Lateral view of a 3D volume-rendered reconstruction of the hemipelvis with the femur removed. Red arrow denote a vertically-oriented fracture extending from the iliac wing through the acetabulum down into the ischiopubic ramus, resulting in free-floating anterior and posterior fragments.
Axial CT image of the pelvis through the left acetabular tectum. Black arrows denote a coronally-oriented fracture plane through the acetabulum.
Axial CT image of the pelvis through the sacroiliac joint. Black arrows denote extension of fracture up the iliac wing.
Axial CT image through the left acetabular tectum. Black arrows denote an obliquely-oriented fracture line through the posterior acetabular wall.
|Fracture Line on Axial Images of the Tectum
||Anterior and Posterior
|Mechanism of Injury
||19 - 29%
||Central hip dislocation
The spur sign
Sagittal CT image through the acetabulum, lateral to medial. White arrows denote a vertically-oriented fracture through the acetabulum and black arrows indicate extension through the anterior column up the iliac wing.
Sagittal CT image through the acetabulum, lateral to medial. White arrow denotes a vertically-oriented fracture through the acetabulum and black arrows indicate extension through the posterior column towards the ischial tuberosity.
Both column fractures are the most common pattern (19 – 29%) and also the most devastating. The fracture plane travels vertically through the innominate bone, divides it anteriorly and posteriorly into at least three fragments. The fragments containing the acetabulum are free-floating, meaning they are no longer in continuity with the portion of the ilium that articulates with the sacrum. Therefore, the ipsilateral lower extremity is isolated from the axial skeleton and the fracture is unstable.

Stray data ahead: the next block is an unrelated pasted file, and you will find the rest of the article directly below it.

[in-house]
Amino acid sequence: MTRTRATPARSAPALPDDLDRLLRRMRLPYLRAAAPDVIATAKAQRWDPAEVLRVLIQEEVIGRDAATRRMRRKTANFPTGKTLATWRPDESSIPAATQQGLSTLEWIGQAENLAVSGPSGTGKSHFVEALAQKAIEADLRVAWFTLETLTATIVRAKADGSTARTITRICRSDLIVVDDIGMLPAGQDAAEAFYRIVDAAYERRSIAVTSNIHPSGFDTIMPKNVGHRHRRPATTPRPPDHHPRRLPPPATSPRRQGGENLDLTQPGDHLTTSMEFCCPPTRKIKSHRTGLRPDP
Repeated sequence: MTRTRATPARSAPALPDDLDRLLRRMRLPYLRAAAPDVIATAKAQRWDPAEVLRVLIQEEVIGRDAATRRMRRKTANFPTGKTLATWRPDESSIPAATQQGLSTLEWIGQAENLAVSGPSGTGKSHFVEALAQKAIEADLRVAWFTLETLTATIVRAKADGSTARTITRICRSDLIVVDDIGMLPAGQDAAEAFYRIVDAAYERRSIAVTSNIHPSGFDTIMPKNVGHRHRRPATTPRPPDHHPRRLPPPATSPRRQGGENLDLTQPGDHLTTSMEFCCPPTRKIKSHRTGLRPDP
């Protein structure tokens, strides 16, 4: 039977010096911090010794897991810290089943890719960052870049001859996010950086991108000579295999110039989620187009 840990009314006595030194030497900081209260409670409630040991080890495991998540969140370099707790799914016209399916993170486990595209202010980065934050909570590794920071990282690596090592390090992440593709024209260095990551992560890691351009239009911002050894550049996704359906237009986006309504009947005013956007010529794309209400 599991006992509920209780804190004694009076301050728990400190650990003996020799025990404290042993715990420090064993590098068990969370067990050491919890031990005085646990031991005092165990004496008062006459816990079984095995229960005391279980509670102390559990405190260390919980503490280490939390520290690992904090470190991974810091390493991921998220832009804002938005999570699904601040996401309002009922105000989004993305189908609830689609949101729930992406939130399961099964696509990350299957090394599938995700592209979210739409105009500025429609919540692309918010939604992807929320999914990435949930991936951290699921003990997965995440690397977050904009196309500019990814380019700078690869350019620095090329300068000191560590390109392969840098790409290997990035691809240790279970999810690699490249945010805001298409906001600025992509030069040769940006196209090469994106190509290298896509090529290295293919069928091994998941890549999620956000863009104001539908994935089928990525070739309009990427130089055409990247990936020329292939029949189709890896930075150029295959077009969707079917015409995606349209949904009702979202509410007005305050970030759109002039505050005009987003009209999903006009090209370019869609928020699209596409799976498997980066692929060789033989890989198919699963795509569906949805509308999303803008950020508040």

On axial images through the acetabular tectum, the fracture is oriented coronally. It extends up the iliac wing and down the iliopectinal and ilioischial line into the ischiopubic ramus.
Axial image through the sacroiliac joint demonstrates the spur sign. Black arrow denotes the point of the spur and white arrow indicates the medially displaced iliac wing fragment.
When the detached iliac fragments are medially displaced, the lateral-most edge of the iliac bone that remains attached to the sacroiliac joint forms a spike, and this is referred to as the spur sign. While a spur sign is not always present, its presence conclusively indicates a both column fracture.